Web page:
Senate works together to pass a Farm Bill; Montanans need political leadership, not games

Helena Independent Record

by U.S. Senator Jon Tester

On Monday, thousands of Montana farmers and ranchers will, for the first time in decades, wake up and go to work without the certainty of the Farm Bill.

That’s because the U.S. House of Representatives refused to pass a Farm Bill during one of the worst drought and wildfire seasons on record, choosing instead to let the current bill expire at midnight.

Maintaining the Farm Bill is one of the most important responsibilities Congress has because it guarantees the food security of our nation.

Due to the House’s failure, Montana farmers and ranchers dealing with this year’s historic drought cannot access critical emergency disaster assistance. And without a Farm Bill, market uncertainty will make it harder for Montana farmers and ranchers to get loans and plan for their futures.

The U.S. Senate worked together and passed its Farm Bill more than three months ago – one that provides the certainty and the “safety net” Montana farmers and ranchers need.

Our bill reauthorizes initiatives to support ranchers who lost livestock, forage and fencing to drought and disasters like wildfires or floods. It includes incentives for beginning farmers and ranchers so we can preserve our farming heritage and streamlines critical conservation programs. And just as important, it saves taxpayers $23 billion.

The Senate’s plan earned strong bipartisan support because it’s a responsible bill that meets the needs of farmers and ranchers across the country.

But the House of Representatives and its leaders, including Montana’s own congressman, failed to step forward and do right by Montana’s and the nation’s farmers and ranchers.

Instead, just before leaving for a five-week break, the House passed the buck with a controversial stopgap disaster assistance program that was roundly criticized by national farm and ranch organizations.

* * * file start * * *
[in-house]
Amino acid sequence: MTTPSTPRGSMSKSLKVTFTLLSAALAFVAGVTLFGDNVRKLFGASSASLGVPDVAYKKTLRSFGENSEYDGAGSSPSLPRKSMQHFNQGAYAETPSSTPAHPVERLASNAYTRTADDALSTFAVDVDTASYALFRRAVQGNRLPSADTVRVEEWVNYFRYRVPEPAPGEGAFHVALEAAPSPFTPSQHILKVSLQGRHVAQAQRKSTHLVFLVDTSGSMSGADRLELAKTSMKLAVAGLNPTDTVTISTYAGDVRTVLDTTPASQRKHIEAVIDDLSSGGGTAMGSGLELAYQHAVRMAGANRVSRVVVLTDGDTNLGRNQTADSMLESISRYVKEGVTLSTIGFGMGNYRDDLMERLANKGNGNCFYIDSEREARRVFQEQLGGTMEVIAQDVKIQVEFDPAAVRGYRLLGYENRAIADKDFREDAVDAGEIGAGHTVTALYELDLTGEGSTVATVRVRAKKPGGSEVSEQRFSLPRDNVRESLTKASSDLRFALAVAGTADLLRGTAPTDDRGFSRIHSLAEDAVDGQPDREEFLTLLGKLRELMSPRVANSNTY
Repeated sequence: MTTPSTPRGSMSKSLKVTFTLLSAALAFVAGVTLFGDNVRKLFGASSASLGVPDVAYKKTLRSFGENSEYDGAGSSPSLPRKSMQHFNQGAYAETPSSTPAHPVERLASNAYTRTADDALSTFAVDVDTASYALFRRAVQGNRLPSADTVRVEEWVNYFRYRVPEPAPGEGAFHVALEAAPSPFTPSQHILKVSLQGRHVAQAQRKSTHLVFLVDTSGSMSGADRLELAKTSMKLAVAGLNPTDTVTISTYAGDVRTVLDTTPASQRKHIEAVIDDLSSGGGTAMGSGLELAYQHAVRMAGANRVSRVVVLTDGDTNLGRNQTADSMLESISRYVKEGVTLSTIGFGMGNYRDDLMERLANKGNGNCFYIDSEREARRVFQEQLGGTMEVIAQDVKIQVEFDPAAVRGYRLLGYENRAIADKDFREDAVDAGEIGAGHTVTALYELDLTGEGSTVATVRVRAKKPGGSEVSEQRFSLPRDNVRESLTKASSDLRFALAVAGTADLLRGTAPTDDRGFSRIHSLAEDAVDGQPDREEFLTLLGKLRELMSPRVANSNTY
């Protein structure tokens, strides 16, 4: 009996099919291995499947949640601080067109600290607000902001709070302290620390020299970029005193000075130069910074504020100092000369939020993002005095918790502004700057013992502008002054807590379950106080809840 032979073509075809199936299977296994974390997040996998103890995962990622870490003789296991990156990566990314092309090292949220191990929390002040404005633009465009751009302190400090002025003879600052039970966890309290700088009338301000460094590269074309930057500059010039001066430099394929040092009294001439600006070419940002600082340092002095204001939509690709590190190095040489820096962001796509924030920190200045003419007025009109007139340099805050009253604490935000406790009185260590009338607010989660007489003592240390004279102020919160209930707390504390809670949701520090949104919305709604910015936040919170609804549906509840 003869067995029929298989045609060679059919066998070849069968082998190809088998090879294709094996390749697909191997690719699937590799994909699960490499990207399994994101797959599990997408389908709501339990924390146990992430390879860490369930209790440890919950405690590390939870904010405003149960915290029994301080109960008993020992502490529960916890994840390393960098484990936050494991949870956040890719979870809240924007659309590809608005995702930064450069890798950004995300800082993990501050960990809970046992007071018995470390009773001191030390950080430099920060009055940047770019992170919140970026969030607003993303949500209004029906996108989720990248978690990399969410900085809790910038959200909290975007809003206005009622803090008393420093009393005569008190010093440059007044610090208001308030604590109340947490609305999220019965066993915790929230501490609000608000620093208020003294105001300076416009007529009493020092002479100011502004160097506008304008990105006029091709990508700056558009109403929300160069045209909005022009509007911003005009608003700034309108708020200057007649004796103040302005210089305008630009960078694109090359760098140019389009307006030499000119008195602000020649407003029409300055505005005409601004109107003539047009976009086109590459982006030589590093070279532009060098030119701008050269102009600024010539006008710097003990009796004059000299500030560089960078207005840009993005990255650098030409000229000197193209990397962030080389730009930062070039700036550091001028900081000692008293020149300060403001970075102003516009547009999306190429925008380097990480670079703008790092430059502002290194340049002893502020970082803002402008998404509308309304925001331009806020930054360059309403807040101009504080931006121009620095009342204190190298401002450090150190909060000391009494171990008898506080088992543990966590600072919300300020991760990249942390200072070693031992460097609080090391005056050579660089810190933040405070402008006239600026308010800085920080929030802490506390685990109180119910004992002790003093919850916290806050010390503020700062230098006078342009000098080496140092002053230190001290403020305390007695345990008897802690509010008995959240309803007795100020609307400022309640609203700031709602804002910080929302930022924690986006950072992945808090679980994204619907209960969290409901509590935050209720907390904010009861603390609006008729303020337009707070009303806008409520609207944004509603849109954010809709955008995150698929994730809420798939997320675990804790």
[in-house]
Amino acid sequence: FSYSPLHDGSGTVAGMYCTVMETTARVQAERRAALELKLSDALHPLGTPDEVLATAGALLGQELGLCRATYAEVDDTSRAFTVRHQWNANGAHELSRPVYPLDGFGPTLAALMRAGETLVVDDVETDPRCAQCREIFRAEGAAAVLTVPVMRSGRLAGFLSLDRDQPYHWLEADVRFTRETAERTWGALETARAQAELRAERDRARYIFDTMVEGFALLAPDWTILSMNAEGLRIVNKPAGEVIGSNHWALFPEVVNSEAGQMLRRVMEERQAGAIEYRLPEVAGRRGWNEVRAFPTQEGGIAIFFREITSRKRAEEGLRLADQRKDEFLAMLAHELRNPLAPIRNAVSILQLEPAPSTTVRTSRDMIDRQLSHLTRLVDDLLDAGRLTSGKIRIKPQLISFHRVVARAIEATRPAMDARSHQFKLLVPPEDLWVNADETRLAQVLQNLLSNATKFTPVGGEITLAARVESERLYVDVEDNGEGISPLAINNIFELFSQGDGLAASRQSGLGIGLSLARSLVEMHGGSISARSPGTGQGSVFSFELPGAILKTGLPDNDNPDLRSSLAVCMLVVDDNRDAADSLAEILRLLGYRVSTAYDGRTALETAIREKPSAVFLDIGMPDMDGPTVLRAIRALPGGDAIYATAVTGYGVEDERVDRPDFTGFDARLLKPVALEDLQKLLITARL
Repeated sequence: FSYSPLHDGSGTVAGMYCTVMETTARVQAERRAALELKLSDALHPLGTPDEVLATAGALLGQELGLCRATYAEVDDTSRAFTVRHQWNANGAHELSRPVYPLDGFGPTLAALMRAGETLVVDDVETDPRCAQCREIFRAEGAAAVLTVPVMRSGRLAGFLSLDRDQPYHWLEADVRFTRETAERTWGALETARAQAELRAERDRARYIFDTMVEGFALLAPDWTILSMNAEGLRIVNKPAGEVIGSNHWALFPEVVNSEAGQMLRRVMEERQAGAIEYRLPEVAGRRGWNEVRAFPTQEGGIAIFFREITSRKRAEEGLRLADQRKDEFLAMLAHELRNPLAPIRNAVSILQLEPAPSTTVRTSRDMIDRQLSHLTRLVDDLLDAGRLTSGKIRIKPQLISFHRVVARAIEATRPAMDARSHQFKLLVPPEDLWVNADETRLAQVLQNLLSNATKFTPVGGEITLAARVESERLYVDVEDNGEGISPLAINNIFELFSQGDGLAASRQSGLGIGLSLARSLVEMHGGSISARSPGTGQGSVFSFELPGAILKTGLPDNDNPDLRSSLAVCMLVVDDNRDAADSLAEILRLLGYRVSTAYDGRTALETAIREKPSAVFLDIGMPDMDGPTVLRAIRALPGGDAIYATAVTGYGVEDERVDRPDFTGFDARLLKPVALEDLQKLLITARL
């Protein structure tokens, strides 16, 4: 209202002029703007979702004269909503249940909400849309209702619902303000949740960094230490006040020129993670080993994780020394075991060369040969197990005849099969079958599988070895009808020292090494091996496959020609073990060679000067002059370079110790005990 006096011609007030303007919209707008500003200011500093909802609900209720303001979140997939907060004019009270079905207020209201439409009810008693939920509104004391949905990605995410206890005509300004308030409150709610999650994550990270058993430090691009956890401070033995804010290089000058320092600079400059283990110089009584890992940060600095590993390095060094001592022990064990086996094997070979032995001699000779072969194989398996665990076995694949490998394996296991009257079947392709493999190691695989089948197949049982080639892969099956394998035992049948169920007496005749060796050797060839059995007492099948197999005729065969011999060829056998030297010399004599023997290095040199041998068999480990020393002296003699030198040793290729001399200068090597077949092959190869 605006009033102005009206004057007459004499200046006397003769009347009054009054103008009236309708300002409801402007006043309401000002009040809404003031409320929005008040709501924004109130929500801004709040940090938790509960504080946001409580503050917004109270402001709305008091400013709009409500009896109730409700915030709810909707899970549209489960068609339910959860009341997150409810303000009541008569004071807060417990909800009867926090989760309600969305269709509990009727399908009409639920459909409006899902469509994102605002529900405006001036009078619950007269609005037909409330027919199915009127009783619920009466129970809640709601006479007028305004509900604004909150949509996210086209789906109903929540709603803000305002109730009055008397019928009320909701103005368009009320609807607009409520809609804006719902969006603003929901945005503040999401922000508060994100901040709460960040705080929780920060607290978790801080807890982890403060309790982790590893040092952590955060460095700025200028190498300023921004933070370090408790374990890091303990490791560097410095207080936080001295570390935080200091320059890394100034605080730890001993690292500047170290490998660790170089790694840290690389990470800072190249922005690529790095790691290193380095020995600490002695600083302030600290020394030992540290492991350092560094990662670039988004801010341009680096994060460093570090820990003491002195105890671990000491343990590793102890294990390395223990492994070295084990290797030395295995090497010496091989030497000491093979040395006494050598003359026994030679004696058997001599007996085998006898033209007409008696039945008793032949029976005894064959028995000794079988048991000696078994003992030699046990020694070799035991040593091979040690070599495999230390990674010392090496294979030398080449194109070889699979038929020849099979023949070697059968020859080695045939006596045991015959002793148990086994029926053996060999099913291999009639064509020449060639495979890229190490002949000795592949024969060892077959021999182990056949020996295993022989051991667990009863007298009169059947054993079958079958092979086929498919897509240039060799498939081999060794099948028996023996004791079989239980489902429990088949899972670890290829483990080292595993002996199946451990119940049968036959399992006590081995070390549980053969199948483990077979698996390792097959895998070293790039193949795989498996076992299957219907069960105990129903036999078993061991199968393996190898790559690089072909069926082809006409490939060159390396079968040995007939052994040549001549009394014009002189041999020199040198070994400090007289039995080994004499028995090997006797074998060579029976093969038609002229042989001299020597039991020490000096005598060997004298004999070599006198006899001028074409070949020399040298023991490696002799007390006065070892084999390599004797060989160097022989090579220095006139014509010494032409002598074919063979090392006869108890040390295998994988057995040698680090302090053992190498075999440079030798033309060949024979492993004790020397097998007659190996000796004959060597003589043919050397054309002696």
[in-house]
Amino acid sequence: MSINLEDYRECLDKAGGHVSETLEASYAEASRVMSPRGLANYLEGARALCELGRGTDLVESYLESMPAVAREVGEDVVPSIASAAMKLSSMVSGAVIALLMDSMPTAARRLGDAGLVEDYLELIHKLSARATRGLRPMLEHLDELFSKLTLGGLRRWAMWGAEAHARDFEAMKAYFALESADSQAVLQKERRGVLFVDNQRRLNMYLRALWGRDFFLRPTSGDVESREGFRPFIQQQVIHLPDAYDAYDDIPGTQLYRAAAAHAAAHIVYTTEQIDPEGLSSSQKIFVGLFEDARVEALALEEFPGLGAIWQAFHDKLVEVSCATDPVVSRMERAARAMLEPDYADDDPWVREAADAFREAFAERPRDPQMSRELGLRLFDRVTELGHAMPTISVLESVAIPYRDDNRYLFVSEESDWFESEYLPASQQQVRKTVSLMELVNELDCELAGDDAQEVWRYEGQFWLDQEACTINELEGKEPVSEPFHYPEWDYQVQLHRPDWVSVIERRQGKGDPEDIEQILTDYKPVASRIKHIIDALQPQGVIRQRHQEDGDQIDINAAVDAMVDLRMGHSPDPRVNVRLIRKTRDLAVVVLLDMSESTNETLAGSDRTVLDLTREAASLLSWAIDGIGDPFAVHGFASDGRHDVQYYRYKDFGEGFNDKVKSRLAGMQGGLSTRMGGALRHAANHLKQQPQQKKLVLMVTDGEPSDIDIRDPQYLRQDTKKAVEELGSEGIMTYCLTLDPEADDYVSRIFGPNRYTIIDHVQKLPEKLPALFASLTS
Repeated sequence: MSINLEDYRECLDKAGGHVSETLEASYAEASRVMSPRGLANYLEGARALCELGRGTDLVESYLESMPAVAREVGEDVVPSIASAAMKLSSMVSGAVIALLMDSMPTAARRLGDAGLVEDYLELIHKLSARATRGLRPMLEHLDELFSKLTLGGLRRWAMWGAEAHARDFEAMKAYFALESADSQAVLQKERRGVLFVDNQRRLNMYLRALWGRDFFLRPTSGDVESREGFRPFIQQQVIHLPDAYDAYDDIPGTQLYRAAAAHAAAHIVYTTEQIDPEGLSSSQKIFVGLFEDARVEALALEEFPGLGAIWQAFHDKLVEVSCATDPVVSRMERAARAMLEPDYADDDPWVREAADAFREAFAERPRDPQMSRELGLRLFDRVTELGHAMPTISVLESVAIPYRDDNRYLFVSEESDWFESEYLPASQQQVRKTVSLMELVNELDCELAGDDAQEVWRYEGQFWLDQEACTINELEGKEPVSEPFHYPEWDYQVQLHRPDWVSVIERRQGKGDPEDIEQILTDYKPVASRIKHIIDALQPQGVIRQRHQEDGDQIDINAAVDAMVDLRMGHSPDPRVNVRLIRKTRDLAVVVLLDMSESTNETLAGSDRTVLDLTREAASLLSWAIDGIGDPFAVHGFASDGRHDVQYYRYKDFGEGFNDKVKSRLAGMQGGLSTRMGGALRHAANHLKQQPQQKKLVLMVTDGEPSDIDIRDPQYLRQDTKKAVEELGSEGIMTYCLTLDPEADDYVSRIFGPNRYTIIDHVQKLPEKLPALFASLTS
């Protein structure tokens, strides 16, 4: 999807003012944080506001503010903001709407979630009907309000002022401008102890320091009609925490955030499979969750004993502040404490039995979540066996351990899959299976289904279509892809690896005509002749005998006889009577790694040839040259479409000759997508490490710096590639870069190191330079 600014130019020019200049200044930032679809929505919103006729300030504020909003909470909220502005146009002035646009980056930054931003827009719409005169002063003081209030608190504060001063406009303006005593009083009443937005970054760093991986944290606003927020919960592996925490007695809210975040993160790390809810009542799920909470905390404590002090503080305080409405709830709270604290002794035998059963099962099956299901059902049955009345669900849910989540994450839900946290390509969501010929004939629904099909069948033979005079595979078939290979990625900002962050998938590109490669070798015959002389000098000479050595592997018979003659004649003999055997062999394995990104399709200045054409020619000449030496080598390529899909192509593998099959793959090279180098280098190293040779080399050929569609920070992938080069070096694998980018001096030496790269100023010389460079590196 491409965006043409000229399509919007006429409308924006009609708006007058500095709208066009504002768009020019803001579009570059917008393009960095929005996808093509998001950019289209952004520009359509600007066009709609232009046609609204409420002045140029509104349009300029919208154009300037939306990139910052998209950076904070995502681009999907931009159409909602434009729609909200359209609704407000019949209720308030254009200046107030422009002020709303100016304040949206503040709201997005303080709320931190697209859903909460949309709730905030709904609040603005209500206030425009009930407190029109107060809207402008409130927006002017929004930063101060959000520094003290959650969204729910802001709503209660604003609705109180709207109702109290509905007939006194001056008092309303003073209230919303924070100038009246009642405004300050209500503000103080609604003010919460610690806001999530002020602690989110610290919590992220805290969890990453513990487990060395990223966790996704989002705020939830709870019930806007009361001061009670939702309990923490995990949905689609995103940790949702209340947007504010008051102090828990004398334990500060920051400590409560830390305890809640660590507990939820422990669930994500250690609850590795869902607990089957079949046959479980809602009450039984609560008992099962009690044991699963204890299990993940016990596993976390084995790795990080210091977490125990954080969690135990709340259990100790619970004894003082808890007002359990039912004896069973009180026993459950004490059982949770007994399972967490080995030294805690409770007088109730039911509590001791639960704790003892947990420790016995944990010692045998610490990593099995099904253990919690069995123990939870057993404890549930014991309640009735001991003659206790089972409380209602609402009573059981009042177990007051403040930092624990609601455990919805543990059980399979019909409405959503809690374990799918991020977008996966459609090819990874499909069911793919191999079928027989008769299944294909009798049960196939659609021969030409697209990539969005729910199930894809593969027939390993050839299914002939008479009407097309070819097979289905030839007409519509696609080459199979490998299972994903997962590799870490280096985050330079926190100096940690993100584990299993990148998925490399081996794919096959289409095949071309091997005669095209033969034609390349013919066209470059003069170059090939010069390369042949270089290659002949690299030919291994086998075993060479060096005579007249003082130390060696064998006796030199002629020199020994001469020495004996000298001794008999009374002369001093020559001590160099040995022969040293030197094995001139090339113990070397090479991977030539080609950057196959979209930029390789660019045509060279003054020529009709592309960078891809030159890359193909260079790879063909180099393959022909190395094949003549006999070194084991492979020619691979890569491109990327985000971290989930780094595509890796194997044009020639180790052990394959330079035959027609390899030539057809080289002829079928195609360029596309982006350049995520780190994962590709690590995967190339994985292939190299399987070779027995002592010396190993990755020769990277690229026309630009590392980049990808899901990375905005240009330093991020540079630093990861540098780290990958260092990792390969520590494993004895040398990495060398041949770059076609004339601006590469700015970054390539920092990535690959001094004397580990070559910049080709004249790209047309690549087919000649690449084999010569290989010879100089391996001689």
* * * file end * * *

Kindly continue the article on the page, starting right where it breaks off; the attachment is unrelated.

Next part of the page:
The Montana Farmers Union recently accused the House of “kicking the can down the road” and said it could be a full year before the House acts on the Farm Bill.

Montana’s farmers and ranchers don’t need political games. They need leaders who stand up and get results. Simply “calling for action” doesn’t get the job done when Montanans are suffering through the worst drought in a generation.

As a result of the House’s failure, Montana’s farmers and ranchers don’t have the certainty they need. And they’re asking why the House of Representatives and their congressman didn’t deliver the leadership.

As the only working farmer in the Senate, I know how Montana’s farmers and ranchers drive our state’s economy. I also know that politics should never stand in the way of what’s best for Montana’s agriculture industry or its hard-working farmers and ranchers.

When Congress returns, the Farm Bill will be on a laundry list of important policies we must work together to pass for the people of this entire nation. It will be my honor to join them, putting Montana first.